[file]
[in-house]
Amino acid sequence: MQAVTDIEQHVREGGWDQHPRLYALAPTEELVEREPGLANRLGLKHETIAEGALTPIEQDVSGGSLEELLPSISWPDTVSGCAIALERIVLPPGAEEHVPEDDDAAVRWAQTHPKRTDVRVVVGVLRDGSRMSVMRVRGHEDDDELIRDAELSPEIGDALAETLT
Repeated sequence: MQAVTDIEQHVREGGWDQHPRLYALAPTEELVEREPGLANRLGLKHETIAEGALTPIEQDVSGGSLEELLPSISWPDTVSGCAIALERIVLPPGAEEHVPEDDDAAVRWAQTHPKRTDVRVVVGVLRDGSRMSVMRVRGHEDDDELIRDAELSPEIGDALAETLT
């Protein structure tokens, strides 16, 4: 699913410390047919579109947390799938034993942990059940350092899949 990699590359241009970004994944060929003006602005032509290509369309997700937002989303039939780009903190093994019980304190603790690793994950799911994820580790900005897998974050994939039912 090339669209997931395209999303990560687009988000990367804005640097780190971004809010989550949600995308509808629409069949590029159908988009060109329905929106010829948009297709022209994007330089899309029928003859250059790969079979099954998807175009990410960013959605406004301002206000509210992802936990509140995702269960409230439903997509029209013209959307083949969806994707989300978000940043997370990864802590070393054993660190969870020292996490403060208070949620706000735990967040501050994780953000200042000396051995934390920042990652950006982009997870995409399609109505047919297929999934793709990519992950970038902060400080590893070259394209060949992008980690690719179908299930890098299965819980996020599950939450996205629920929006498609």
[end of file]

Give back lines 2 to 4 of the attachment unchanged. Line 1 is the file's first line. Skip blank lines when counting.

Amino acid sequence: MQAVTDIEQHVREGGWDQHPRLYALAPTEELVEREPGLANRLGLKHETIAEGALTPIEQDVSGGSLEELLPSISWPDTVSGCAIALERIVLPPGAEEHVPEDDDAAVRWAQTHPKRTDVRVVVGVLRDGSRMSVMRVRGHEDDDELIRDAELSPEIGDALAETLT
Repeated sequence: MQAVTDIEQHVREGGWDQHPRLYALAPTEELVEREPGLANRLGLKHETIAEGALTPIEQDVSGGSLEELLPSISWPDTVSGCAIALERIVLPPGAEEHVPEDDDAAVRWAQTHPKRTDVRVVVGVLRDGSRMSVMRVRGHEDDDELIRDAELSPEIGDALAETLT
């Protein structure tokens, strides 16, 4: 699913410390047919579109947390799938034993942990059940350092899949 990699590359241009970004994944060929003006602005032509290509369309997700937002989303039939780009903190093994019980304190603790690793994950799911994820580790900005897998974050994939039912 090339669209997931395209999303990560687009988000990367804005640097780190971004809010989550949600995308509808629409069949590029159908988009060109329905929106010829948009297709022209994007330089899309029928003859250059790969079979099954998807175009990410960013959605406004301002206000509210992802936990509140995702269960409230439903997509029209013209959307083949969806994707989300978000940043997370990864802590070393054993660190969870020292996490403060208070949620706000735990967040501050994780953000200042000396051995934390920042990652950006982009997870995409399609109505047919297929999934793709990519992950970038902060400080590893070259394209060949992008980690690719179908299930890098299965819980996020599950939450996205629920929006498609």